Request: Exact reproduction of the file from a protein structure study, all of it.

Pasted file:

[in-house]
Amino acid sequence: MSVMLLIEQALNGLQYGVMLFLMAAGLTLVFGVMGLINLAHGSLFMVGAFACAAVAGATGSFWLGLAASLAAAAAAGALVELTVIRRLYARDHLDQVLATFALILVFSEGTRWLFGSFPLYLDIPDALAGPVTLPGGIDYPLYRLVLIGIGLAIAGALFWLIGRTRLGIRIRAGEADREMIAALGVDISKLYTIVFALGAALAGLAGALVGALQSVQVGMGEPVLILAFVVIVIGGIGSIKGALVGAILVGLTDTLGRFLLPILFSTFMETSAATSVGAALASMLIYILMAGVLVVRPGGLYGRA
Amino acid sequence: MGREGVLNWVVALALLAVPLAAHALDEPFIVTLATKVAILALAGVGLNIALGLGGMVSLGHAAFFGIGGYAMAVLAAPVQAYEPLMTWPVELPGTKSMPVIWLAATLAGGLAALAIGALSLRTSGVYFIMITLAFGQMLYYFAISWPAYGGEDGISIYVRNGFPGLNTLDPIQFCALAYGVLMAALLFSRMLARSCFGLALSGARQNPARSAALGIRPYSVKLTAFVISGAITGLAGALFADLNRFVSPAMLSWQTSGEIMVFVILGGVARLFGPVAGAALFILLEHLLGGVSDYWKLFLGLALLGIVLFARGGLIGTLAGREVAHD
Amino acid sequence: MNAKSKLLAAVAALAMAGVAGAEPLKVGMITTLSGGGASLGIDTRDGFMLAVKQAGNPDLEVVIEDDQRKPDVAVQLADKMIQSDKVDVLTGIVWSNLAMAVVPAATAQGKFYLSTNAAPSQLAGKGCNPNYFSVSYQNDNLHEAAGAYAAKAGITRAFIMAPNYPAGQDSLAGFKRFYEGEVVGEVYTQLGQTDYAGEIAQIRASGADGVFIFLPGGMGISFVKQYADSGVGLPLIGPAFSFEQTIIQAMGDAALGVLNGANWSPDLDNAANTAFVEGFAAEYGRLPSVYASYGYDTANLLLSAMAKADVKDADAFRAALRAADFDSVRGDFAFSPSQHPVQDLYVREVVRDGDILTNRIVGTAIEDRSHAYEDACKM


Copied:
[in-house]
Amino acid sequence: MSVMLLIEQALNGLQYGVMLFLMAAGLTLVFGVMGLINLAHGSLFMVGAFACAAVAGATGSFWLGLAASLAAAAAAGALVELTVIRRLYARDHLDQVLATFALILVFSEGTRWLFGSFPLYLDIPDALAGPVTLPGGIDYPLYRLVLIGIGLAIAGALFWLIGRTRLGIRIRAGEADREMIAALGVDISKLYTIVFALGAALAGLAGALVGALQSVQVGMGEPVLILAFVVIVIGGIGSIKGALVGAILVGLTDTLGRFLLPILFSTFMETSAATSVGAALASMLIYILMAGVLVVRPGGLYGRA
Amino acid sequence: MGREGVLNWVVALALLAVPLAAHALDEPFIVTLATKVAILALAGVGLNIALGLGGMVSLGHAAFFGIGGYAMAVLAAPVQAYEPLMTWPVELPGTKSMPVIWLAATLAGGLAALAIGALSLRTSGVYFIMITLAFGQMLYYFAISWPAYGGEDGISIYVRNGFPGLNTLDPIQFCALAYGVLMAALLFSRMLARSCFGLALSGARQNPARSAALGIRPYSVKLTAFVISGAITGLAGALFADLNRFVSPAMLSWQTSGEIMVFVILGGVARLFGPVAGAALFILLEHLLGGVSDYWKLFLGLALLGIVLFARGGLIGTLAGREVAHD
Amino acid sequence: MNAKSKLLAAVAALAMAGVAGAEPLKVGMITTLSGGGASLGIDTRDGFMLAVKQAGNPDLEVVIEDDQRKPDVAVQLADKMIQSDKVDVLTGIVWSNLAMAVVPAATAQGKFYLSTNAAPSQLAGKGCNPNYFSVSYQNDNLHEAAGAYAAKAGITRAFIMAPNYPAGQDSLAGFKRFYEGEVVGEVYTQLGQTDYAGEIAQIRASGADGVFIFLPGGMGISFVKQYADSGVGLPLIGPAFSFEQTIIQAMGDAALGVLNGANWSPDLDNAANTAFVEGFAAEYGRLPSVYASYGYDTANLLLSAMAKADVKDADAFRAALRAADFDSVRGDFAFSPSQHPVQDLYVREVVRDGDILTNRIVGTAIEDRSHAYEDACKM